Ethics Statements

Share This    

Human Hybrids and Chimeras Position Statement

Science has developed the capability to create novel organisms by combining cells or tissues (chimeras) or genetic information (hybrids) from different species. The creation of novel organisms that combine human and animal living cells or human and animal genetic material raises moral concerns not only regarding individual patients but also the whole of humanity and the human future.

CMDA believes that a distinct moral boundary separates human from nonhuman animal life. This boundary is not definable by cognitive, physical or genetic criteria alone. God established this boundary when he created humankind in his own image. God granted humankind alone a spiritual nature and gave humankind responsibility and dominion over all other creatures, which, by his design, reproduce according to their own kind. We must respect the created and clear boundary between humankind and animals.

Nonhuman animals are a valuable resource for medicine. From animals medical science has acquired knowledge about cellular and organ function, gained insights into genetics, and developed models of human disease and drug effects. For example, from animals we obtain transplantable heart valves that save human lives. CMDA recognizes valid ethical frameworks for each of these enterprises, which derive benefit for humankind from the anatomical, biochemical, genetic and physiological similarities that humans and nonhuman animals share as earthly creatures.

Ethical Guidelines

  1. As Christians and as medical professionals, we are bound to actively seek the spiritual and physical well being of all humankind.
  2. The use of research and technology must be guided and limited by ethical principles. There is no unlimited or unrestricted technological imperative.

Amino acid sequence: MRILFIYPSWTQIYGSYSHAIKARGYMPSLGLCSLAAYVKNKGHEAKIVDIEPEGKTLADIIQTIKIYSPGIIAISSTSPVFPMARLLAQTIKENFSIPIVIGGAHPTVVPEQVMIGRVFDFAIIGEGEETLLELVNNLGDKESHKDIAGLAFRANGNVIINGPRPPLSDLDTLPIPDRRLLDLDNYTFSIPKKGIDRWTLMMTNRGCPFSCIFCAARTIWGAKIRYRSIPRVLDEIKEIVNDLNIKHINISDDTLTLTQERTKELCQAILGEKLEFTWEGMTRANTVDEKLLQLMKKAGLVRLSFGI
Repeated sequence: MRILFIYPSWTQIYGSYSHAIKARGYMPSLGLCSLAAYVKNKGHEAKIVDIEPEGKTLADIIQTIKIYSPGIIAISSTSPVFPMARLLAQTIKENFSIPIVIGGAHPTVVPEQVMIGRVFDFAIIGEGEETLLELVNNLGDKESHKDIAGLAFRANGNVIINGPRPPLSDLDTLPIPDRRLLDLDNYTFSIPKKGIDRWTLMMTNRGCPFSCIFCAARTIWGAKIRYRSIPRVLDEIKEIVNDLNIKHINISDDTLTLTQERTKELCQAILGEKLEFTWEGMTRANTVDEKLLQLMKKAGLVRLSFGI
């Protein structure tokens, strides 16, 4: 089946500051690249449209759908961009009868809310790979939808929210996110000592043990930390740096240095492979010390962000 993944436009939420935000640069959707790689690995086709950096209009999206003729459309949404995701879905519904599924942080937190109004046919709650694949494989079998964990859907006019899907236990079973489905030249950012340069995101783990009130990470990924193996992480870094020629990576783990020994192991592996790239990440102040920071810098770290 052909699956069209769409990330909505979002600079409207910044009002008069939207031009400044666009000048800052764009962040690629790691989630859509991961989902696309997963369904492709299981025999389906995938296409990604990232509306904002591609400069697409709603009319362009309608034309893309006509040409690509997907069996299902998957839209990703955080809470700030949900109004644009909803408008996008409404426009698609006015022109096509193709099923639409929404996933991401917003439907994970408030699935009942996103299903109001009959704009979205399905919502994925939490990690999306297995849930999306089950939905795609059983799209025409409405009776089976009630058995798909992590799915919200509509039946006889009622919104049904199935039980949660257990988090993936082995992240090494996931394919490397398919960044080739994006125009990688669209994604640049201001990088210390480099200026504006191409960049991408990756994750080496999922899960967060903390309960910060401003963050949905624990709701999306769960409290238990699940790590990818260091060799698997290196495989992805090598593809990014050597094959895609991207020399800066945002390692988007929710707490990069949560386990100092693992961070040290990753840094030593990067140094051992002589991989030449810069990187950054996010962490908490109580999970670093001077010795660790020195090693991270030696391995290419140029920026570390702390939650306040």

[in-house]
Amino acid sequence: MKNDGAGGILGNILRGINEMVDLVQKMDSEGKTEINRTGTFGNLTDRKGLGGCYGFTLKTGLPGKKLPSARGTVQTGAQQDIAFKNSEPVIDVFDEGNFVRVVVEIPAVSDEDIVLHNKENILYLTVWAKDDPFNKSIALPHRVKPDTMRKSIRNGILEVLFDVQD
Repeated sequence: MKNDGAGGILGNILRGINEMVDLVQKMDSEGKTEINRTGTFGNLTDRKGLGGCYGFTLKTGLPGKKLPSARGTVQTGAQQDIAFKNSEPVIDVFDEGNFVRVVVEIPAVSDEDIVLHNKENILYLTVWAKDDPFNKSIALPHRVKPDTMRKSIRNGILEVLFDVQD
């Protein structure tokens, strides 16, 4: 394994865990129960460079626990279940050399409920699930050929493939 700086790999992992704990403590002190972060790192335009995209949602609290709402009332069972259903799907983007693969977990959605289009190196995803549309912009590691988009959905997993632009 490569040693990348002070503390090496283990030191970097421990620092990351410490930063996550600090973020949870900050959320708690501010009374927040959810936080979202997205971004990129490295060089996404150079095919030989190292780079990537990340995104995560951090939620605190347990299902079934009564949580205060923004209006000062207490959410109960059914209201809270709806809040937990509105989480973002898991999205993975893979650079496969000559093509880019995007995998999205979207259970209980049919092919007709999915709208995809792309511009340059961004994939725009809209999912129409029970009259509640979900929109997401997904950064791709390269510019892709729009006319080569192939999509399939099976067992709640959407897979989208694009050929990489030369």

3. There are compelling moral reasons to refrain from applying biotechnology to create chimeras or hybrid organisms that are partly human and partly nonhuman. These reasons include:
  • Humankind alone was created in God’s Image.
    • We are not to desecrate the image of God by reducing a human being to animal status.
    • We are never to elevate animals to human status.
    • We are not to create intermediate or indeterminate species sharing human and animal genetic material.
  • Humankind alone has the unique capacity to enter into a personal relationship with God through Jesus Christ his Son. Because human dignity is not wholly reducible to cellular matter or fully determined by genes, some limited combinations of cellular or genetic material across species lines may be ethically permissible (see Appendix). However, there are certain human characteristics that are inviolate and should not be blended with animal characteristics. We must not compromise that which makes us human. Fundamentally this includes the ability to know God and may encompass such characteristics as human reasoning, free will, and sexuality. The formation of human organisms that have nonhuman progenitors or are capable of generating nonhuman offspring is an affront to God, his created order, and his image within us.
  • It is not permissible to use human subjects for research purposes without disclosure and informed and voluntary consent.
  • In matters this consequential, full disclosure and discussion should extend to society as a whole. Societal consent, however, does not determine moral acceptability.
  • Preventing harm to human beings is a moral mandate. The potential consequences of human chimera/hybrid research are so far-reaching and troublesome that the most stringent precaution is required. For example:
    • Chimeras and hybrids will enable diseases to cross species lines, bypassing normal barriers and resistance, imperiling both the individual and the species.
    • Transferring genes encoding disease may cause novel virulence, or create new diseases, gravely threatening the host species and public health.
  • We are stewards of the animal kingdom and owe to it our care and concern. Although it is permissible to use animals in experiments designed to improve human care, we must not violate the mandate of stewardship by engaging in cruel or needlessly destructive experiments.
  • The creation in the laboratory of creatures or species with novel sentience would place upon society moral obligations for which we are unprepared.
  • Moral problems are not resolved by terminating the life of the chimera prior to the emergence of any particular stage of development.
  • Moral problems are not nullified by anticipated scientific or medical gains.

Conclusion

CMDA endorses ethical chimeric and hybrid research and technology designed for the benefit of humankind, provided that these are safe and do not degrade the unique status of humankind.

CMDA opposes chimeric and hybrid research and technology that fundamentally alters human nature as designed by God.

Approved by the House of Representatives
Passed with 52 approvals and 2 abstentions
June 20, 2008, Chicago, Illinois

Download file Human Hybrids and Chimeras Position Statement